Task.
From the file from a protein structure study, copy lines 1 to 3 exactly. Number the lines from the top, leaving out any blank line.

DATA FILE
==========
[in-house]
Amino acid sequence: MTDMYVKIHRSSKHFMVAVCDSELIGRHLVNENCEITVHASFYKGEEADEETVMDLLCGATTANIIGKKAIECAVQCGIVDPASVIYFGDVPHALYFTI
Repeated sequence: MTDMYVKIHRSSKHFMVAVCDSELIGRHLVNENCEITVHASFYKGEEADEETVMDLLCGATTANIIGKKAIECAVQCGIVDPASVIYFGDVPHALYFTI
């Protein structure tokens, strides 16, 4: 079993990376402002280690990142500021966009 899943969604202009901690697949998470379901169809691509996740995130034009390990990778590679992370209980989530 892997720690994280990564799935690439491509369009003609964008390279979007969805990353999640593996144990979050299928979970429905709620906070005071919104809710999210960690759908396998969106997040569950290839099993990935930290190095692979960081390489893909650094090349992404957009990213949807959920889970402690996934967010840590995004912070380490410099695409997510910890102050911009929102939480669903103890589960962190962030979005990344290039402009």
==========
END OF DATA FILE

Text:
[in-house]
Amino acid sequence: MTDMYVKIHRSSKHFMVAVCDSELIGRHLVNENCEITVHASFYKGEEADEETVMDLLCGATTANIIGKKAIECAVQCGIVDPASVIYFGDVPHALYFTI
Repeated sequence: MTDMYVKIHRSSKHFMVAVCDSELIGRHLVNENCEITVHASFYKGEEADEETVMDLLCGATTANIIGKKAIECAVQCGIVDPASVIYFGDVPHALYFTI